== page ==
Yesterday, a young woman (I’ll call her Mary), with whom I had worked previously, called asking if she could speak with me about a serious matter. Mary is a teacher, and I listened as she related how another woman teacher, who “had it in for her”, had tried to tell her how to run her class and had ended up turning the students and the director against her. When she finished, I asked her if she had noticed that this situation was identical to the ones she had faced in the last two schools she had taught in before requesting to be transferred (both times). She said she had, but insisted that the situation this time was much more serious than in the past and had to be dealt with immediately or she might face being brought before the law. I suggested that given the late hour (it was ten p.m.) we had best leave any discussion for the following afternoon and we made an appointment for 5 p.m. today. I was left to ponder the dilemma overnight and had the following dream:
The dream. I am riding with my husband in a brand new, pale green Cadillac. He is driving and I sit in the seat beside him. The color of the car is pleasing, somewhat like pistachio ice cream, yet I am feeling irritated because he already owns another expensive car that he has left at home. There is a man sitting in the back seat who is my husband’s friend. My husband comments to his friend that he is thinking of buying a new “Lincoln” and I feel the irritation turn to anger and knot in my chest. Without thinking, I spew out a barrage of sarcastic and biting remarks that end with a threat to divorce him if he proceeds to buy another car. Suddenly the friend in the back seat intervenes and repeats what I have said, mimicking my words and tone. I immediately realize how unpleasant what I have said has sounded and understand that I should apologize to my husband. This realization feels very peaceful and loving; but in spite of it, the anger in my chest increases and becomes extremely uncomfortable. I struggle to overcome it because I want the peace and love I see in the other solution.
At that point I was torn from the dream with the most anguishing need to breathe I have ever felt. Apparently, the sensation of anger in my chest was coming from the fact that I had stopped breathing altogether and my heart was actually beginning to hurt. While I brought my breath back to normal and oxygenated my heaving chest, I jotted down the dream.
As I walked back from coffee this morning, Mary’s problem came to mind again and suddenly the solution seemed crystal clear. I knew what I would say to her this afternoon when we spoke and I also feared that she would probably take what I said the same way that I had taken the friend’s mimicking in the dream: unable to override the anger. I suspect she had intimations of this from our previous work together, for she sent me a message a few minutes ago cancelling our meeting, adding that perhaps we could talk again later in the week. So I am left with the situation, the dream and what it taught me, and the desire to share both.
The dream had revealed two things. It had shown me that in order to solve or avoid a conflictive situation, one must be able to see what one is doing to produce it; in the dream, it is obvious I am headed for a conflict with my husband, but the man in the back intervenes and mirrors to me what I am doing so I can become conscious of it. It also shows me in a very dramatic way that anger is blocking the possibility of changing the situation and avoiding the conflict. So the dream, in some way, was prophetic: it showed me what I had to say to Mary, and also that she probably would not want to hear it. Therefore I was not surprised when she cancelled our session.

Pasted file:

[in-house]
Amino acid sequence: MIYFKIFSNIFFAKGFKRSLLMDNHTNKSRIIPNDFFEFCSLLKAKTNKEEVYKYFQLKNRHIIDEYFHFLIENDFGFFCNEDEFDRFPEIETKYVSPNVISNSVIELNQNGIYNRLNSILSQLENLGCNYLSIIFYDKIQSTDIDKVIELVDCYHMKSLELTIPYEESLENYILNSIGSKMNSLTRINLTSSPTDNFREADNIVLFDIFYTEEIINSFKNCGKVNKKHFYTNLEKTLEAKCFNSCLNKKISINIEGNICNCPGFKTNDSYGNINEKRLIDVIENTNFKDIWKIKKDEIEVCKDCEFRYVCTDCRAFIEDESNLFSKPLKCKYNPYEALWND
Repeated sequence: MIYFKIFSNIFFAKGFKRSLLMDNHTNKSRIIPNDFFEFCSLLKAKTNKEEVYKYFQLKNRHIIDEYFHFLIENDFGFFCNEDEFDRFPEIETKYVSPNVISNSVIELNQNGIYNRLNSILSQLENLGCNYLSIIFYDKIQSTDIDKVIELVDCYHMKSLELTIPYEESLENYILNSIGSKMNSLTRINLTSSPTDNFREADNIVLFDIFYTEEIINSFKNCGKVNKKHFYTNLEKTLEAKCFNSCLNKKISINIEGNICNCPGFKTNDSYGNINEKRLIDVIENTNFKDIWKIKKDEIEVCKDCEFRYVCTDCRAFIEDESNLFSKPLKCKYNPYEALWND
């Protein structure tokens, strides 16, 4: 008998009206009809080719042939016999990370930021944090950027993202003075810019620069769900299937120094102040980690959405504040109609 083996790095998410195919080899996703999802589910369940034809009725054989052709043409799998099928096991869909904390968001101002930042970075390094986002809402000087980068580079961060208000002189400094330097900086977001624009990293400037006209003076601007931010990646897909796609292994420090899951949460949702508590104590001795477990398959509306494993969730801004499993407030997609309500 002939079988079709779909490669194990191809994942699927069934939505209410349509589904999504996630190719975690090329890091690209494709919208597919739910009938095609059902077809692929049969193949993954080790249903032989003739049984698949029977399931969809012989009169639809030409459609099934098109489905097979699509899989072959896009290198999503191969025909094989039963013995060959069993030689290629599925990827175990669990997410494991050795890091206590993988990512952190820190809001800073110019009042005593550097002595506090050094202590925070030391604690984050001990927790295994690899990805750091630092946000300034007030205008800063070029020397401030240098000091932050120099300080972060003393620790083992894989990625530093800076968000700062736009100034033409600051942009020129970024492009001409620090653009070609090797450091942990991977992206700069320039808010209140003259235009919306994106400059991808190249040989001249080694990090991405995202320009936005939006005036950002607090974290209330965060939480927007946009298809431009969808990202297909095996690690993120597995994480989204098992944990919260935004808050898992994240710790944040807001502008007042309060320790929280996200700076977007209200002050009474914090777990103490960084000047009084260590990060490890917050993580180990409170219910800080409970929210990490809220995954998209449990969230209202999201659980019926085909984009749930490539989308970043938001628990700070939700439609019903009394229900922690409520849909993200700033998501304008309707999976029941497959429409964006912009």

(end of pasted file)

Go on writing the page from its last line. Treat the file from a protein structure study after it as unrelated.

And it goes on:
In the dream, I am defending myself against what I see as my husband’s extravagant and unnecessary spending on cars; my mind will tell me it is a legitimate defense. But when the man in back mirrors my actions and words, I can see that what I called a defense is actually an attack and I have begun a war. Byron Katie says that defense is the first act of war, for to defend myself I must attack the other. War takes two, so until I defend myself, there is no war. Mary had said that she had let things go till now (ignoring something is a form of defense and can be seen as very aggressive), but it was the moment to defend herself.
The dream itself does not give the solution; it merely shows where the solution is not. So, I might ask, am I just to allow my husband what I see as an extravagant and unnecessary expenditure of money? It’s obvious Mary can’t just sit back and allow the situation to continue building until it explodes, or she does actually end up with a law suit against her. The opposite of defense (read “attack”) is not laissez faire, but rather something completely different that will change the rules of the game.
In the dream, for instance, I have not even waited to ascertain if my husband is talking seriously or is ribbing me, if he means immediately or sometime in an undetermined future, if he’s conscious or not of other areas in our life where we need to be spending money, or even what his reasons are for wanting to buy a Lincoln. Perhaps I have not been clear about what my priorities are in relation to the family money and his comment might be the opening we have needed for discussing this. In other words, if I step back, drop my impulse to defend myself, and simply ask a few questions and open myself to listen sincerely to the answers a world of possibilities opens up, a world that could even lead to a strengthening of our marital ties and a healthier way of communicating with each other.
In Mary’s situation, the solution is the same although understandably more difficult given what seems to be the intensity of the conflict. She desperately needs to know what it is she is doing in order to avoid future conflicts, but the only persons that can tell her are those she considers her enemies: the other teacher, the director and even her own students. They are her mirrors; they are her man-in-the-back-seat. Imagine, if you can, what the scenario would look like if Mary, notebook and pen in hand, sat with each one of these persons (the students as a group), asked only one question (“What is it that you see I am doing wrong in this situation?”), then listened and took notes of each and every “problem” the others see with her, and when each had finished said no more than “Thank you, I will get back to you on this”. Does this mean that Mary accepts that the problem is all her fault? Certainly not, but it is a concrete demonstration that she is willing to look at her part in it and it will, if done correctly, immediately take away the opposition’s need to keep attacking.